Blago's Arrest Costing Big Bucks

Illinois' gubernatorial scandal already has cost the state big bucks.

State Treasurer Alexi Giannoulias said Gov. Rod Blagojevich's arrest last week delayed a $1.4 billion short-term borrowing plan by several days, and said that delay cost Illinois more than $20 million in high interest payments.

"Unfortunately, they now have to pay what amounts to a corruption tax," Giannoulias said, and in the intervening days, the Illinois bond rating took a massive hit.

"Over $20 million. Over $20 million in what amounts to three business days," Giannoulias reported.

Crain's Chicago Business reports that the blended interest rate on the deal — about 4% — is double what the state paid for $1.2 billion in short-term borrowing in April and five times the current yield on short-term Treasury notes. It also is four times the average yield of top-rated six-month municipal notes, according to a Bloomberg index.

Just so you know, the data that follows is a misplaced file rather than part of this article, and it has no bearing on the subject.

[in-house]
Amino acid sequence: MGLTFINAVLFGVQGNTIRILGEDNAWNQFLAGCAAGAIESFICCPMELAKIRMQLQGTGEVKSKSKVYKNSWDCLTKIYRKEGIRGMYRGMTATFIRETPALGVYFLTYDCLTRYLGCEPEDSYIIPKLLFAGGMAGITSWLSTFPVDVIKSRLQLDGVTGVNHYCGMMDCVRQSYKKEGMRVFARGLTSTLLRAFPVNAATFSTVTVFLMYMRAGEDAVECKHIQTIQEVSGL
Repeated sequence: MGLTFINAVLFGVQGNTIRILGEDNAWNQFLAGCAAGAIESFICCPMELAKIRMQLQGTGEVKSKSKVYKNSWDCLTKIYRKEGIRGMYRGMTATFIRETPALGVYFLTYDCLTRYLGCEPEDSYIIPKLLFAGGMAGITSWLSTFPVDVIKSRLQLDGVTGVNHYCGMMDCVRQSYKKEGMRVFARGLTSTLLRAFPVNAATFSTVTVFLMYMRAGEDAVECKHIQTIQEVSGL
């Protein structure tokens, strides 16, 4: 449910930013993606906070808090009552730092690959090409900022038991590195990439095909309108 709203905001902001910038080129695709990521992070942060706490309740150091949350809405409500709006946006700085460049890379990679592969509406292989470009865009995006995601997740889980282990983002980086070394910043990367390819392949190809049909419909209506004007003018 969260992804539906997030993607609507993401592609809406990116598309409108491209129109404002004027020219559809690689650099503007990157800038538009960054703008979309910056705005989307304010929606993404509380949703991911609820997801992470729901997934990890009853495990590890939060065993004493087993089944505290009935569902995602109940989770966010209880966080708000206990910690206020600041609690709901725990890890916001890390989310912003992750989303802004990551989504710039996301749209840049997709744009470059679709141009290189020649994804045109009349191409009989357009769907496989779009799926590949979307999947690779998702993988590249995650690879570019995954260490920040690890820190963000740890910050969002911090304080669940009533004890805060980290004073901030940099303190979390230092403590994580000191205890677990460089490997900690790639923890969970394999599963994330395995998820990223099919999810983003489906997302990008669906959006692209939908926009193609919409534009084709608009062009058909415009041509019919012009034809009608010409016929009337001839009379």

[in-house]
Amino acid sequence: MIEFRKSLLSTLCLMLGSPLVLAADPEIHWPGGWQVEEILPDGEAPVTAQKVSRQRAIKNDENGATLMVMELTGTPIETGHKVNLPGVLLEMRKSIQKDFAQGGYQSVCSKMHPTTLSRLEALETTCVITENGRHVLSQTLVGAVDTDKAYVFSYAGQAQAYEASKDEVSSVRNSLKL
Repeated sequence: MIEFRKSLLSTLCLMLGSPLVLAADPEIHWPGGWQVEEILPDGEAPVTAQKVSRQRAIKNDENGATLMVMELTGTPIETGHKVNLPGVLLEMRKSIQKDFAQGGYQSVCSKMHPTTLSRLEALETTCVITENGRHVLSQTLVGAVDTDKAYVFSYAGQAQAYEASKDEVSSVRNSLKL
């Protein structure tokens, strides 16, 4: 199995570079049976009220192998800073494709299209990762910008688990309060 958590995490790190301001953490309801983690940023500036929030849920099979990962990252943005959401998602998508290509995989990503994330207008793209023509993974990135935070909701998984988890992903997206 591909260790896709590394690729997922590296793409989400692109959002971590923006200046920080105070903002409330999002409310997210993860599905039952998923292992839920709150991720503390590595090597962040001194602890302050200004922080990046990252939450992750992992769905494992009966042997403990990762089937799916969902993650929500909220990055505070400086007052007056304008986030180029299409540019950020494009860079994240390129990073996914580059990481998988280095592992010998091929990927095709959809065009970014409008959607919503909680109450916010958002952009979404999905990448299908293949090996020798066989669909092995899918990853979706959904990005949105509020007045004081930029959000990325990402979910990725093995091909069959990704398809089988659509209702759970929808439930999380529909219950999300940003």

Moody's Investors Service lowered it rating on the $1.4 bond sale, Fitch Ratings downgraded the state's overall bond rating and Standard & Poor's placed Illinois on its negative Credit Watch list the day after Mr. Blagojevich was arrested.

The state sold the bonds to raise cash it needs for vendors who have not been paid since May, Giannoulias said.

Chicago Mayor Richard M. Daley has stopped short of calling for Blagojevich to resign, but he said today that the distractions are most likely proving costly.

"Everybody has problems. You have economic problems in every home, in every business, every city, and county and township, and every state. It's not unique, so you need a person 24 hours, 7 days a week, who cannot ever be distracted on any other issue," Daley said.

Regarding the credit rating plunge since last week, a spokesman for the governor said that the state received the "best rate possible given the credit market and the economic crisis plaguing every state in the nation."

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